GUEST AUTHOR BLOG: by Mike Michalowicz author of, "The Pumpkin Plan: A Simple Strategy to Grow a Remarkable Business in Any Field."
A few years into building my first business I realized our moderate success was a lie.
It doesn’t matter how much revenue you bring in if you have to keep killing yourself to make it and your receptionist still takes home more than you do.
It was right before my breaking point that I read an article about how farmers grow half-ton, alien-like pumpkins, and realized their growth strategy could also be applied to growing a monumentally successful business.
At the core of this strategy is the belief that it’s better to have fewer, more promising clients than many clients who, for whatever reason, just aren’t the right fit. Eighty percent of new businesses fail within the first five years of operation, and I believe this is because they drain their resources trying to keep unworthy clients and customers happy, and recruit more just like them.
It seems counterintuitive to let go of clients who could bring in much needed revenue, but it works. Within just a few years of implementing this approach, I sold my first business for millions.
I share the exact “Pumpkin Plan” method, and other proven, rule-breaking growth strategies I used to grow not one but two multi-million dollar businesses by age 35 in my new book, "The Pumpkin Plan." Here is a brief breakdown of the “kill-nurture” strategy I reveal in the book:
1. Assess the Vine: Identify Your Best and Worst Clients
Rate each client based on the revenue they generate, their potential for generating more revenue, their payment policies (do they pay in advance, slow pay, or owe you their first born), their respect for you and your company, and their willingness to work with you when problems arise. Add your own parameters specific to your business, and then add it all up. You might be surprised who comes out on top, especially when many entrepreneurs devote so much time and energy to serving those clients who end up on the bottom.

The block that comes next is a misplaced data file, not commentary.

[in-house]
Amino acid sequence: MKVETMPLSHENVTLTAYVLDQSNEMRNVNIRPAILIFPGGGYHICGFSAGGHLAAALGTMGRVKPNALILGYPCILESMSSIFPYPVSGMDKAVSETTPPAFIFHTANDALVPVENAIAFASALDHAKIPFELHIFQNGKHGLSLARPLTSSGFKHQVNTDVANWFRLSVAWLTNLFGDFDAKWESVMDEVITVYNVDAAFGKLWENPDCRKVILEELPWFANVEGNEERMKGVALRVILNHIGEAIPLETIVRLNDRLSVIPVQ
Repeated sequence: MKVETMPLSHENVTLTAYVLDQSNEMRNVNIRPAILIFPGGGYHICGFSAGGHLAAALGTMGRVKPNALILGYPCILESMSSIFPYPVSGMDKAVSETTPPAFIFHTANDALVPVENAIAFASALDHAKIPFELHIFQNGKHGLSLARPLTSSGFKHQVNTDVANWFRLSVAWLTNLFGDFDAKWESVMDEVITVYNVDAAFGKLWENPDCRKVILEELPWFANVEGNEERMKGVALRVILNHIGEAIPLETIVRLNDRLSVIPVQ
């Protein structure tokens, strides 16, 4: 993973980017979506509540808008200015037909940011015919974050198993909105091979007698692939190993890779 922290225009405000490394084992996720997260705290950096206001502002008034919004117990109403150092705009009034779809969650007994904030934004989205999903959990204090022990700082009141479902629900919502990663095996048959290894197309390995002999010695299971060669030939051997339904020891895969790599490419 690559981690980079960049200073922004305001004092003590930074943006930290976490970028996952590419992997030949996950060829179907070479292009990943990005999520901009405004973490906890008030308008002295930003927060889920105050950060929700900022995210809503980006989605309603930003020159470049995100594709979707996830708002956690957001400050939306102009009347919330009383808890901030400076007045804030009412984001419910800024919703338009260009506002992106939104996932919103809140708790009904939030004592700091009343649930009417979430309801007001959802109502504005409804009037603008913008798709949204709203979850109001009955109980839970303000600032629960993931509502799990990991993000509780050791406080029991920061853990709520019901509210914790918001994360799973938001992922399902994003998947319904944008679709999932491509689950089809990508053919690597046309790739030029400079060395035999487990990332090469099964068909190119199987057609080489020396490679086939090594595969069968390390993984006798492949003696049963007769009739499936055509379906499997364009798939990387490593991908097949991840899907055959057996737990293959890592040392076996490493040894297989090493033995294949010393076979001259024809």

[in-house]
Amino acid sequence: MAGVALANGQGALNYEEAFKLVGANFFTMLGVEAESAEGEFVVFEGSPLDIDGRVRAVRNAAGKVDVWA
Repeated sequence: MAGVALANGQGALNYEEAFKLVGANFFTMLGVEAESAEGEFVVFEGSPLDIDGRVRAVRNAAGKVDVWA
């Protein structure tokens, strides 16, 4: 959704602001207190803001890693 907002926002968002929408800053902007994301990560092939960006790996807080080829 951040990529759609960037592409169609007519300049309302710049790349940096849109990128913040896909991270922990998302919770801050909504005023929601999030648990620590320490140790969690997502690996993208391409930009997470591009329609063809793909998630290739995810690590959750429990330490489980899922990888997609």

2. Remove Blight and Disease: Fire Your “Rotten” Clients
Now that you know which clients are dragging you down, let them go. You can do this any number of ways, including raising your prices, discontinuing a product or service, or by simply telling them you are unable to serve them any longer, and refer them to your competition. Then, cut any expenses related to serving these “rotten” clients. Very quickly you will notice you have extra time and resources to focus on your most promising clients, and to recruit other clients just like them.
"It seems counterintuitive to let go of clients who could bring in much needed revenue, but it works."
3. Water, Water, Water: Nurture Your Top Clients
That old playground rule of treating everyone the same does not apply in business. You’ve got VIP clients, and you’re going to treat them as such. With a maniacal focus, attend to the needs, challenges, and deepest wishes of your top clients. Rather than ask them to rate “how we’re doing” (which you must never, ever do), interview them about your industry as a whole. Find out what frustrates them most, what “impossible” product or service they wish they could have, the biggest problem they just can’t seem to solve. Then, figure out how to systematize giving them exactly what they want, and do it!
4. Prune and Weed: Avoid Distractions Disguised as Opportunities
Just because it sounds like a good money-making idea, doesn’t mean it is, and not all expansion projects are worth pursuing. After you identify your top clients, remove the “rotten” clients, and start wowing your VIPs with your stellar nurturing skills, you must begin the ongoing process of weeding out prospects and opportunities that do not fit your requirements or serve the needs and lofty desires of your top clients.
Success in business is not a quantity game. To grow a truly remarkable, highly profitable business, the key is a narrow focus across the board – including your client roster and prospect list.
Mike Michalowicz launched and sold two multimillion-dollar companies and currently operates his third, Obsidian Launch, a consulting firm that ignites explosive growth in companies that have reached a plateau. He is the author of The Toilet Paper Entrepreneur and "The Pumpkin Plan," and is a small business columnist for The Wall Street Journal.